In conversation with Mr. Le Mans, Tom Kristensen, 9-time winner at 24hr of Le Mans
We speak to former World Endurance champion Tom Kristensen, the record-setting, nine-time winner of the 24hr of Le Mans on the sidelines of the Rolex Monterey Historics, and the Pebble Beach Concours in Monterey, California, reflecting on his journey, the past, and the sports future.
Siddhraj Singh: Tom Kristensen is running late. For a person who has won the 24 hours of Le Mans more than anyone in history, where time is of the utmost importance, this seems out of place. But the Pebble Beach Concours judge's meeting has gone long, and Tom in his role as an Honorary Judge is obliged to sit through it. Just as I settle into a warm cup of coffee, a welcome respite from the cold Monterey weather, Kristensen breezes into the suite overlooking the hallowed golf course's 18th fairway. Instead of the usual golfer, there are about 200 classic cars parked outside, and about 8000 spectators on it today for the Concours.
As Kristensen settles in, the realisation comes that you are sitting with a living legend. With an astonishing nine overall wins at Le Mans, he is on the same pedestal as Moss, Schumacher, Loeb, Hamilton et all. But his calm and friendly demeanour puts you at ease. With a top-flight endurance racing career spanning 18 years, Tom has a wealth of knowledge, which he is happy to share, but it all could easily have not happened.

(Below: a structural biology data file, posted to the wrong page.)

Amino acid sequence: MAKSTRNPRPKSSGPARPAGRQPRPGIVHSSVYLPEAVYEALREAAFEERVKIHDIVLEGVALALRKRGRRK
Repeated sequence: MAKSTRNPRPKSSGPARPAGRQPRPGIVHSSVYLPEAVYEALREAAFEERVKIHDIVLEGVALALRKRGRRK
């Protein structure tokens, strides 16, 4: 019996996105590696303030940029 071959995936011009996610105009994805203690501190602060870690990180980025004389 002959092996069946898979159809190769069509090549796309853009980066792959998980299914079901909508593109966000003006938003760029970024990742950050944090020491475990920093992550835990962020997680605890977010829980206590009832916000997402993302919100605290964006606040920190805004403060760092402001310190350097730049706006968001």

Tom Kristensen: It was four days before (Le Mans) '97, out of the blue, I was playing tennis, resting back in Denmark when I got the call (to race for TWR Porsche). I might not have answered, it was the beginning of mobile phones they were big, mine had an antenna - and it was in my bag. If I was not behind in the 3rd set, I would not have answered. I took it, and it was Ralph, he said "Tom, this is Ralf Jüttner from Joest Racing, would it be possible, would there be any chance that we can talk about if you want to do Le Mans next week?", ummm, maybe.
The following day I flew down to Germany for the seat fitting, and two days later I flew down to Le Mans and met everybody. Michele (Alboreto, Italian racing driver and teammate) was incredible because it was not only (about) learning how to drive, he embraced me in what all I did. He gave me a lot of faith, and just being cool to me, "Hey Japan, what do you like about this track" or "what you did there, I saw your results. You were very good and I am really happy that you are my teammate", so he gave me all these things. I always remembered that when I got younger teammates to make sure to take pressure off them, just believing that you are young and fast and brave because that's what young drivers are. If he put pressure on me to be braver, then I would have made mistakes.
Siddhraj Singh: It was the 25th anniversary of that first win earlier this year, and the memories are still fresh. His privateer TWR Porsche wasn't the fastest car, but their consistency beat out factory efforts from the likes of BMW, Nissan and Porsche, to give him his maiden win, on debut.